This time last year, I returned from Copenhagen in complete awe of the locals and the way they do things. Throughout my trip, I kept a list of all the things the Danes seemed to do better than anyone else. Here’s what I found:
- Carbon neutral cities. Copenhagen has a desire to become completely carbon neutral by 2025, and I bet it’s going to make it. Unusual for a country that relies on heating, it has managed to keep its impact on the environment right down and should be applauded for doing so
- Sandwiches. Only Denmark could come up with such a simple speciality. But they do them so well! Smorrebrod is typically a slice of bread topped with fish or meat with some kind of sauce. My favourite was a smoked herring with sour cream and dill. If I’m honest,I wouldn’t have even tried it if I was in any other country. But in Denmark, it was delicious, and the tastes have inspired us to try new combinations back home
- Transport. The trains were luxurious with comfortable seats and headphone sockets to listen to music (and that was just in standard class!) Even the metro wasn’t bad, with wide trains that felt spacious even as the carriage filled up. Give me that over the tube any day!
- Carlsberg. This might seem obvious as Carlsberg is a Danish beer, and no-one else can do Danish beer, right? But drinking Carlsberg in England is not a very pleasant experience. There’s something weird about it, the taste, the texture, the colour, even the name Carlsberg Export suggests something is wrong. However, as soon as we tried it in Denmark, we were hooked. No wonder the Danes hate to see it leave
- Languages. Everyone under the age of 70 speaks English, perfectly. It’s compulsory to learn in school from the age of 6. You’ll meet Danish kids that can speak better English than you can! I even met one lady who said her grandson was typing in English before he could even speak Danish!
- Space. I may have lucky with the timing of our trip, but in some places it felt like we had the city to ourselves. Copenhagen’s squares are big, sprawling places with enough space to walk, dance, handstand, whatever you want to do without fear of bumping in to anyone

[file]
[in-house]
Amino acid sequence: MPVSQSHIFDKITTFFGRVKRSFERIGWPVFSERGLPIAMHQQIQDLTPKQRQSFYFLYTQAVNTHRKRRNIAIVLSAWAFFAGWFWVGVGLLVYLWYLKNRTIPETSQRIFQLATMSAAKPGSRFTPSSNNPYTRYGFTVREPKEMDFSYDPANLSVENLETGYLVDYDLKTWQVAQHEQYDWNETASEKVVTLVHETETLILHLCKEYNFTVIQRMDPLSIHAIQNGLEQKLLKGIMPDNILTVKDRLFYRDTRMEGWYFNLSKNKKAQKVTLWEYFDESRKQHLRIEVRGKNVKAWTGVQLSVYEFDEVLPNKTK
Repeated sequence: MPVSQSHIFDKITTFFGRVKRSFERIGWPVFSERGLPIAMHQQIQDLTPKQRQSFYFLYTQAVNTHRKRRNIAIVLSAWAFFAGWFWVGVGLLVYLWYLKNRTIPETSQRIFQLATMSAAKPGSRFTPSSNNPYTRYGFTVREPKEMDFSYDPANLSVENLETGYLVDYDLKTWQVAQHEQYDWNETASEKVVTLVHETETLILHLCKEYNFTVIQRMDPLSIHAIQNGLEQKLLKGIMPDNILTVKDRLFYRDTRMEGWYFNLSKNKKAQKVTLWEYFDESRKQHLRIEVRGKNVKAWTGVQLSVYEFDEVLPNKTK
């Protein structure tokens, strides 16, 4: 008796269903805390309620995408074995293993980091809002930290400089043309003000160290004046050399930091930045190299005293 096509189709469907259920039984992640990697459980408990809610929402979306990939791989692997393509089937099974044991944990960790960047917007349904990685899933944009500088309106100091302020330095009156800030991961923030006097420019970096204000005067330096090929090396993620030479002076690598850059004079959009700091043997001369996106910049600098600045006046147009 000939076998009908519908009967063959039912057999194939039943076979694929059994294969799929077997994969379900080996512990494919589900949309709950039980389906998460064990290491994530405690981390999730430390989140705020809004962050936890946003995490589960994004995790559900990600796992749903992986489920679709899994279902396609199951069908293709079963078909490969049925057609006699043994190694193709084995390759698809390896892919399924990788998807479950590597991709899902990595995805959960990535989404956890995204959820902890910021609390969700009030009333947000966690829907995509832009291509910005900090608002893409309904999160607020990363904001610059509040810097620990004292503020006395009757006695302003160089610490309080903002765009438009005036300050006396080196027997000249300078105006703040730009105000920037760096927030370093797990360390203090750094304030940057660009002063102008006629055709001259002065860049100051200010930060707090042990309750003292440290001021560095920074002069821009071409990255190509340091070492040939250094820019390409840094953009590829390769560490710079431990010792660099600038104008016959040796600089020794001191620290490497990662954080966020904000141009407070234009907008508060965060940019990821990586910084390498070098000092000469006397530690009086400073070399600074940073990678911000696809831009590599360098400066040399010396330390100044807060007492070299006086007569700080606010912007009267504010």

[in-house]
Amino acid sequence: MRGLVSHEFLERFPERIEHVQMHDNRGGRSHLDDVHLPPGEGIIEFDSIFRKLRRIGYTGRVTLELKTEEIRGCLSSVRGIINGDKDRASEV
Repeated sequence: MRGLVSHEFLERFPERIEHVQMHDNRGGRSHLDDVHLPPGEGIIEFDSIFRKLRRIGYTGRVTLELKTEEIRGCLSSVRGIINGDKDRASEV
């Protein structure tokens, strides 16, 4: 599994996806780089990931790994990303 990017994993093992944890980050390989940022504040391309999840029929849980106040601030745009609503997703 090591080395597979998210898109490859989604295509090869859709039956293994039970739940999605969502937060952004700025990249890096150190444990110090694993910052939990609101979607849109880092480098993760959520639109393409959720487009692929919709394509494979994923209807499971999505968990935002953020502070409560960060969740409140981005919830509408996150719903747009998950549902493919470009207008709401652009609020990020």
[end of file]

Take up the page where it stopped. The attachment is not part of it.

- Architecture. Danish architecture is underrated, but you can’t move for beautiful buildings in Copenhagen. There’s a definite Danish style with large red brick façades decorated with green copper trim and topped with tall spires and towers. In fact, every time I put my camera away I got it straight back out again as there was something else beautiful to look at
- Cycle lanes. There are as many cycle lanes in Copenhagen as there are pavements. At least that’s how it feels. Cycle lanes even have their own traffic lights, meaning it’s an incredibly safe, energy efficient and healthy way to travel
- Tourism. The Copenhagen Card is an absolute bargain, and well worth the money in a country that is renowned for being expensive. It can get you entry into all of the city’s museums as well as certain tours, metro journeys and regional trains in the Greater Copenhagen area. It even gets you discount in a number of cafes and shops, and on other tours as well. It’s definitely worth getting one
- Pastry. How could I ignore the humble Danish pastry? It is, without doubt, one of my favourite foods (especially at breakfast time). The Danish are modest enough to call them Viennese pastries as they’re a Danish adaption of an Austrian version of a Danish recipe! Come on, Denmark, take the credit because they’re delicious
It’s not all praise, I’m afraid Denmark. There’s one thing that deserves Denmark’s “must try harder” sticker.
- Airport seating. After being delayed in Copenhagen airport for 3.5 hours, we were desperate for somewhere to sit down but we couldn’t find any seats! Businessmen taunted us from their cosy lounges as we wandered aimlessly, only finding a group of 20 or so seats to accommodate 200 or so people that wanted to sit down. Luckily, we were some of the very first people to spot the seats so made ourselves at home to while away the time
Do you agree with these 10 things? Where do you think these things are done even better than in Denmark?